On January 27, 1984, Michael and other members of the Jacksons filmed a Pepsi Cola commercial, overseen by executive Phil Dusenberry, from ad agency BBDO and Pepsi’s Worldwide Creative Director, Alan Pottasch at the Shrine Auditorium in Los Angeles. In front of a full house of fans during a simulated concert, pyrotechnics accidentally set Jackson’s hair on fire. He suffered second-degree burns to his scalp. Jackson underwent treatment to hide the scars on has scalp, and he also had his third rhinoplasty shortly thereafter. Jackson never recovered from this injury. Pepsi settled out of court, and Jackson donated his $1.5 million settlement to the Brotman Medical Center in Culver City, California, which now has a “Michael Jackson Burn Center’ in honor of his donation. Dusenberry later recounted the episode in his memoir; Then we Set His Hair on Fire Insights and Accidents from Hall of fame Career in Advertising.
On May 14, 1984, Jackson was invited to the White House to receive an award from President Ronald Reagan for his support of charities that helped people overcome alcohol and drug abuse.
Jackson won eight awards during the Grammys that year. Unlike later albums, Thriller did not have an official tour to promote it, but the 1984 Victory Tour, headlined by The Jacksons, showcased much of Jackson’s new solo material to more than two million Americans. He donated all the funds (around $8 million) raised from the Victory Tour to charity. He also co-wrote the charity single – “We are the “World” in 1985 with Lionel Richie, which was released worldwide to aid the poor in the U.S. and Africa. It became one of the best selling singles of all time, with nearly 30 million copies sold and millions of dollars donated to famine relief. In 1986, “We Are the World” won four Grammys (one for Jackson for Song of the Year). American Music Award directors removed the charity song from the competition because they felt it would be inappropriate, but recognised it with two special honors: one for the creation of the song and one for the USA for Africa idea. Michael won the award for the creation of the song.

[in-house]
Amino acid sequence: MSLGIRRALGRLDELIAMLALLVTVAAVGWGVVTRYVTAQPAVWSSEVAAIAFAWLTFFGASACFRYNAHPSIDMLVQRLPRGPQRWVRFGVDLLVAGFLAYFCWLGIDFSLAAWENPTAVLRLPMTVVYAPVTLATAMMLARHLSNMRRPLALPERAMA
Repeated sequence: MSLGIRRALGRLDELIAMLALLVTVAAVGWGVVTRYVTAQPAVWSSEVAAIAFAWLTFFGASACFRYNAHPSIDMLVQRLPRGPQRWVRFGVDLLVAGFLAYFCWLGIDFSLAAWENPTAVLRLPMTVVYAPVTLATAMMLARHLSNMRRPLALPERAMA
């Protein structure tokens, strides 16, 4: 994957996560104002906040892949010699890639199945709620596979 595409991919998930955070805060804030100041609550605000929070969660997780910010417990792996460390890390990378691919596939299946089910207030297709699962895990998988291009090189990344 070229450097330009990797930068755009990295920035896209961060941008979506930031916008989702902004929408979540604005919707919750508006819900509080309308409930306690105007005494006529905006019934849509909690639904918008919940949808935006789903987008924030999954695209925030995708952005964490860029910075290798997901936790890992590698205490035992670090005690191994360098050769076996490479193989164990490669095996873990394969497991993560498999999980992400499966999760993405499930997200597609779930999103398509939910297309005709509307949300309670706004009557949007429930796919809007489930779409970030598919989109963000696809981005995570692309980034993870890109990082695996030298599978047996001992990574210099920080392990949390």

Jackson at the White House being presented with an award by President Ronald Reagan and first lady Nancy Reagan, 1984.
In 1984, ATV Music Publishing, which had the copyrights to nearly 4000 songs, including the Northern Songs catalog that contained the majority of the LennonMcCartney compositions recorded by The Beatles, was put up for sale by Robert Holmes a Court. Jackson had become interested in owning music catalogs after working with Paul McCartney in the early l980s. Jackson had learned McCarthey made approximately $40 million a year from other people’s songs. In 1981, McCartney was offered the ATV music catalog for £20 million ($40 million), According to McCartney, he contacted Yoko Ono about making a joint purchase by splitting the cost equally at £10 million each, but Ono thought they could buy it for £5 million each, When they were unable to make the joint purchase, McCartney let the offer fall through, not wanting to be the sole owner of the Beatles’ songs. According to a negotiator for Holmes a Court in the 1984 sale, We had given Paul McCartney first right of refusal but Paul didn’t want it at that time”.
Also, an attorney for McCarthey assured Jackson’s attorney, John Branca, that McCarthey was not interested in bidding. McCartney reportedly said ‘It’s too pricey”. But there were several other companies and investors bidding. In September 1984, Jackson was first informed about the sale by Branca and sent a bid of $46 million on November 20, 1984. Jackson’s agents thought they had a deal several times, but encountered new bidders or new areas of debate. In May 1985, Jackson’s team walked away from talks after having spent over $ I million on four months of due diligence and on the negotiations.